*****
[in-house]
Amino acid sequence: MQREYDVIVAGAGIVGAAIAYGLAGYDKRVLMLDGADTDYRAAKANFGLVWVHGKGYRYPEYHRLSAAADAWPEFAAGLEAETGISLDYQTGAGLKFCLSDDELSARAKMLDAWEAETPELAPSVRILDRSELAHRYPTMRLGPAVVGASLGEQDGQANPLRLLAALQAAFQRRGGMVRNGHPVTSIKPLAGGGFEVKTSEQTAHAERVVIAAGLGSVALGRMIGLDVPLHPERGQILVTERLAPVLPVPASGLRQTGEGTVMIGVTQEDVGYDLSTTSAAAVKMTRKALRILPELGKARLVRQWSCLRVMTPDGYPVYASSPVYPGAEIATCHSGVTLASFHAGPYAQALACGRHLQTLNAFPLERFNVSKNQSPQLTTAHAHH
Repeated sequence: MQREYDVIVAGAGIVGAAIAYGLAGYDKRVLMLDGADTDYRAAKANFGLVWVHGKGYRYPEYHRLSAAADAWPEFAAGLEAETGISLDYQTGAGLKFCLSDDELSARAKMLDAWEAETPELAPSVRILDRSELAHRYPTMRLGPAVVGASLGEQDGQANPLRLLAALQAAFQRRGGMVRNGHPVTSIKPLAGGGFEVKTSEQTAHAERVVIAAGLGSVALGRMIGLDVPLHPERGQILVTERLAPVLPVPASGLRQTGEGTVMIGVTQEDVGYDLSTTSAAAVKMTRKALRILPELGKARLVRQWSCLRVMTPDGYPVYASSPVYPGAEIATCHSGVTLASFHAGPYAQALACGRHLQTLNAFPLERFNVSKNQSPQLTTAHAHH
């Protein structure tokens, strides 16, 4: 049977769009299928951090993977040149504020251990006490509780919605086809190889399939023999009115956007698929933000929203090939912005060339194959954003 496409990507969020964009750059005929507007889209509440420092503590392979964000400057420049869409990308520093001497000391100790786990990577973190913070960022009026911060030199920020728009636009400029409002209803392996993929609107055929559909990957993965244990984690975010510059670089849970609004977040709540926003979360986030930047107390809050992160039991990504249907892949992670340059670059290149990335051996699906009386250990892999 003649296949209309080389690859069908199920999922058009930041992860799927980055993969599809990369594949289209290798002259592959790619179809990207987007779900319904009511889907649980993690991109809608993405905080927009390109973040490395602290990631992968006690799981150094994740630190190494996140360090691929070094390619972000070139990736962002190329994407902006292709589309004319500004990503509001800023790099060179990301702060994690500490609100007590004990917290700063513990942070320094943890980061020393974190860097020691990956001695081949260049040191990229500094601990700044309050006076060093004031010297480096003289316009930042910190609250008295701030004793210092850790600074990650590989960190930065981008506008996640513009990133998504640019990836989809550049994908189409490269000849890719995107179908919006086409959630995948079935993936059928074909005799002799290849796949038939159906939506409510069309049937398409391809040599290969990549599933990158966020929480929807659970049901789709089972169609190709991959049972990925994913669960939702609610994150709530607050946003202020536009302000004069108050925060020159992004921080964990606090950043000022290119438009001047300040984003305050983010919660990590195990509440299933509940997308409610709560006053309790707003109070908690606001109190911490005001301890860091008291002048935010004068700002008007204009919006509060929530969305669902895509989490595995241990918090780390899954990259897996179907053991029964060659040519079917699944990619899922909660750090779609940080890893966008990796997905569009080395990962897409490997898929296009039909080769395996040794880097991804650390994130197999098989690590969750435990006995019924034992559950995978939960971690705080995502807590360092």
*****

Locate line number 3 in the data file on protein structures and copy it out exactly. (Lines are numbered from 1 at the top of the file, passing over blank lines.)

Repeated sequence: MQREYDVIVAGAGIVGAAIAYGLAGYDKRVLMLDGADTDYRAAKANFGLVWVHGKGYRYPEYHRLSAAADAWPEFAAGLEAETGISLDYQTGAGLKFCLSDDELSARAKMLDAWEAETPELAPSVRILDRSELAHRYPTMRLGPAVVGASLGEQDGQANPLRLLAALQAAFQRRGGMVRNGHPVTSIKPLAGGGFEVKTSEQTAHAERVVIAAGLGSVALGRMIGLDVPLHPERGQILVTERLAPVLPVPASGLRQTGEGTVMIGVTQEDVGYDLSTTSAAAVKMTRKALRILPELGKARLVRQWSCLRVMTPDGYPVYASSPVYPGAEIATCHSGVTLASFHAGPYAQALACGRHLQTLNAFPLERFNVSKNQSPQLTTAHAHH